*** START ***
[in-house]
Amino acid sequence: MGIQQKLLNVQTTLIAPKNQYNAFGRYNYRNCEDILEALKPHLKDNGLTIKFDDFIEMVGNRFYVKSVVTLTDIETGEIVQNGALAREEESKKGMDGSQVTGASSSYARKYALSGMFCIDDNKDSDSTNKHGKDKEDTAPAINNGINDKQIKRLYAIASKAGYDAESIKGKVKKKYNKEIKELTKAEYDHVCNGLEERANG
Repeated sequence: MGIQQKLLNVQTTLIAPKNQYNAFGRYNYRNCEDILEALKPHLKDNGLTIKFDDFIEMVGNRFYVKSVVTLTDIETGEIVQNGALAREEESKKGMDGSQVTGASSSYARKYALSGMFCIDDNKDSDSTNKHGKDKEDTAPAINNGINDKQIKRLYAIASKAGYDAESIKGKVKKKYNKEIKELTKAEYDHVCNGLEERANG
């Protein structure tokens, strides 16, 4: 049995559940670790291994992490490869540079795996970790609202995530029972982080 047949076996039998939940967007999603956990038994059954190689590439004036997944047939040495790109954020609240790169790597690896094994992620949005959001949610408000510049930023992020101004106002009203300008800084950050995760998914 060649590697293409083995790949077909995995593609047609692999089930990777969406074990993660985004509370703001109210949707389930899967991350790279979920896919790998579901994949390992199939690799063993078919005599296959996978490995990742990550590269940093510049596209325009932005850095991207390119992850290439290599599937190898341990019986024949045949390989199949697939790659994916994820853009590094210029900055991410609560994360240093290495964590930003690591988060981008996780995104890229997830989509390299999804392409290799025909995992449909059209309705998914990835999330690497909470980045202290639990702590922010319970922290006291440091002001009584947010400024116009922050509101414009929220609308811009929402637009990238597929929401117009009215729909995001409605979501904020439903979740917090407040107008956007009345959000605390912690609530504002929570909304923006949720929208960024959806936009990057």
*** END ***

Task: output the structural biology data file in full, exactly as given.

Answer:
[in-house]
Amino acid sequence: MGIQQKLLNVQTTLIAPKNQYNAFGRYNYRNCEDILEALKPHLKDNGLTIKFDDFIEMVGNRFYVKSVVTLTDIETGEIVQNGALAREEESKKGMDGSQVTGASSSYARKYALSGMFCIDDNKDSDSTNKHGKDKEDTAPAINNGINDKQIKRLYAIASKAGYDAESIKGKVKKKYNKEIKELTKAEYDHVCNGLEERANG
Repeated sequence: MGIQQKLLNVQTTLIAPKNQYNAFGRYNYRNCEDILEALKPHLKDNGLTIKFDDFIEMVGNRFYVKSVVTLTDIETGEIVQNGALAREEESKKGMDGSQVTGASSSYARKYALSGMFCIDDNKDSDSTNKHGKDKEDTAPAINNGINDKQIKRLYAIASKAGYDAESIKGKVKKKYNKEIKELTKAEYDHVCNGLEERANG
């Protein structure tokens, strides 16, 4: 049995559940670790291994992490490869540079795996970790609202995530029972982080 047949076996039998939940967007999603956990038994059954190689590439004036997944047939040495790109954020609240790169790597690896094994992620949005959001949610408000510049930023992020101004106002009203300008800084950050995760998914 060649590697293409083995790949077909995995593609047609692999089930990777969406074990993660985004509370703001109210949707389930899967991350790279979920896919790998579901994949390992199939690799063993078919005599296959996978490995990742990550590269940093510049596209325009932005850095991207390119992850290439290599599937190898341990019986024949045949390989199949697939790659994916994820853009590094210029900055991410609560994360240093290495964590930003690591988060981008996780995104890229997830989509390299999804392409290799025909995992449909059209309705998914990835999330690497909470980045202290639990702590922010319970922290006291440091002001009584947010400024116009922050509101414009929220609308811009929402637009990238597929929401117009009215729909995001409605979501904020439903979740917090407040107008956007009345959000605390912690609530504002929570909304923006949720929208960024959806936009990057």